In our August 6 edition of the Boca Beacon we ran part I to this series featuring the Fugate family of Boca Grande, compiled from Boca Grande History Center archives. Last time we talked about Jerry Fugate, and this week we introduce you to Delmar Fugate, Jerome’s son.
Delmar Fugate was the youngest son of Ida Will Ormsby and Jerome Fugate. Jerome arrived in Boca Grande in 1909 to work for the commissary at Port Boca Grande and later married Ida Will Ormsby whose family had homesteaded Buck Key near Captiva. Their children were Jerry, Delmar and Elinor who were born in Boca Grande and grew up on Banyan Street. Jerome also had a son, Bryant, whose mother had died as a young woman.
Jerome is remembered for having established Fugate’s Drug Store now simply known as Fugate’s. Both of his sons, Jerry and Delmar, worked at Fugate’s but ultimately Jerry and his wife Geraldine took over the store as detailed in a previous August 6, 2021 Beacon article.
Delmar and his wife, Margaret, built and ran the Pink Elephant, located at the corner of 5th Street and Bayou. Margaret was also a teacher at the Boca Grande School, located in what is now the Community Center. They had two children, Lee and Betsy.
In 1947 Delmar began building the Pink Elephant on the property, which he had purchased from his father. A roofless bar called the Patio had been part of Fugate’s.
According to Betsy Fugate Joiner, “After the war the law said that no alcohol could be sold in such proximity to a church, so they had to shut it down.”
Temporarily Fugate’s package store and bar moved to an old building at the ferry landing. Once the Bayou Street building was complete, the package store and bar moved there.
As Delmar reported in an interview with David Futch, “The Pink was built by hand. We had a one-bag cement mixer and it took a long time to complete. We even had a 75,000-gallon cistern to store rainwater.”
The cistern had to be cleaned and whitewashed every year.
According to Betsy, “Originally, the Pink Elephant wasn’t a restaurant at all. It was a bar and a package store. He (Delmar) was going to call it the Buccaneer, after the fabled pirate Jose Gaspar. He even had glasses for his new business made with a pirate’s face on them. About the time it was going to open, people kept telling him it was going to be a ‘white elephant,’ because it was located so far out of town. As a consequence, it was never called the Buccaneer.”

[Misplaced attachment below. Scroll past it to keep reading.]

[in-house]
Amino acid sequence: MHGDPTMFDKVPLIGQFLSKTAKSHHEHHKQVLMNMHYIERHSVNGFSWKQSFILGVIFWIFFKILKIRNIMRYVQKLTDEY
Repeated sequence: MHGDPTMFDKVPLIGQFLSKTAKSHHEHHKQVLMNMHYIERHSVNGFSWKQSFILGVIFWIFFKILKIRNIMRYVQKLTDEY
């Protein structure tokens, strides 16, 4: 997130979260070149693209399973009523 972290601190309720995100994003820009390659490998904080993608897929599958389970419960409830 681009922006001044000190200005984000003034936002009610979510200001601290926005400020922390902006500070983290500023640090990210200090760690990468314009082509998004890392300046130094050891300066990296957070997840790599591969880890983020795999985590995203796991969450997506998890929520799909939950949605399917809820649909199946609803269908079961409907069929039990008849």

The Pink part of the name came from the color Delmar painted the new building. Betsy says her father always loved the Bahamas and Cuba, so he chose the pink color for his building. Delmar is said to have explained the color by saying it was the only paint on sale at the hardware store.
Whatever motivated the color, the “white” elephant became the Pink Elephant when it opened in 1949 with a turquoise neon sign that featured a dancing pink elephant wearing a party hat and gripping a martini glass in its trunk.
The message was clear – this was a place to party.
While it may have been located in an area where there were only a few Inn cottages, it was adjacent to the guide docks which lined the bayou between Fourth and Fifth Streets. The fishing guides made the Pink Elephant their headquarters, using the bar’s pay phone to book their charters. The late Mark Futch recalled that Delmar “knew the fishermen would bring their customers to the bar. And they did in droves. He used to have an aquarium with some baby tarpon in it and people would toss in food. When those tarpon started eating, the guides would pour out of the bar and head to the pass with almost dead-on assurance the fish in the pass would be biting.”